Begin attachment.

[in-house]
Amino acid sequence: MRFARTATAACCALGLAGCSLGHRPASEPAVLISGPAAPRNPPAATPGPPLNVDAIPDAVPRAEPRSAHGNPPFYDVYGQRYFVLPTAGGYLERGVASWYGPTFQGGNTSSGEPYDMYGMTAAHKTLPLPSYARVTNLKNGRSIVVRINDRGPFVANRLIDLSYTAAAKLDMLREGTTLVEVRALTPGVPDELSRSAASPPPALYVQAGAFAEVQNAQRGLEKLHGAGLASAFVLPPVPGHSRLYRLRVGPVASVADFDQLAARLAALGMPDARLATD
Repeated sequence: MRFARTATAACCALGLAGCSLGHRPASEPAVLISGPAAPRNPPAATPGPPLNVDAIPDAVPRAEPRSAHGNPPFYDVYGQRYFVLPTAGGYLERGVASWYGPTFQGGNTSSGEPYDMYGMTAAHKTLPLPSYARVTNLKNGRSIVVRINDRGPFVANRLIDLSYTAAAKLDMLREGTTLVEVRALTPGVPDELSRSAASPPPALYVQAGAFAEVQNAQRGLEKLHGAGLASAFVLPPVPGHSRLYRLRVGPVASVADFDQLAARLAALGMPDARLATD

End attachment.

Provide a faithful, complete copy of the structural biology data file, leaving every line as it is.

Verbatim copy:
[in-house]
Amino acid sequence: MRFARTATAACCALGLAGCSLGHRPASEPAVLISGPAAPRNPPAATPGPPLNVDAIPDAVPRAEPRSAHGNPPFYDVYGQRYFVLPTAGGYLERGVASWYGPTFQGGNTSSGEPYDMYGMTAAHKTLPLPSYARVTNLKNGRSIVVRINDRGPFVANRLIDLSYTAAAKLDMLREGTTLVEVRALTPGVPDELSRSAASPPPALYVQAGAFAEVQNAQRGLEKLHGAGLASAFVLPPVPGHSRLYRLRVGPVASVADFDQLAARLAALGMPDARLATD
Repeated sequence: MRFARTATAACCALGLAGCSLGHRPASEPAVLISGPAAPRNPPAATPGPPLNVDAIPDAVPRAEPRSAHGNPPFYDVYGQRYFVLPTAGGYLERGVASWYGPTFQGGNTSSGEPYDMYGMTAAHKTLPLPSYARVTNLKNGRSIVVRINDRGPFVANRLIDLSYTAAAKLDMLREGTTLVEVRALTPGVPDELSRSAASPPPALYVQAGAFAEVQNAQRGLEKLHGAGLASAFVLPPVPGHSRLYRLRVGPVASVADFDQLAARLAALGMPDARLATD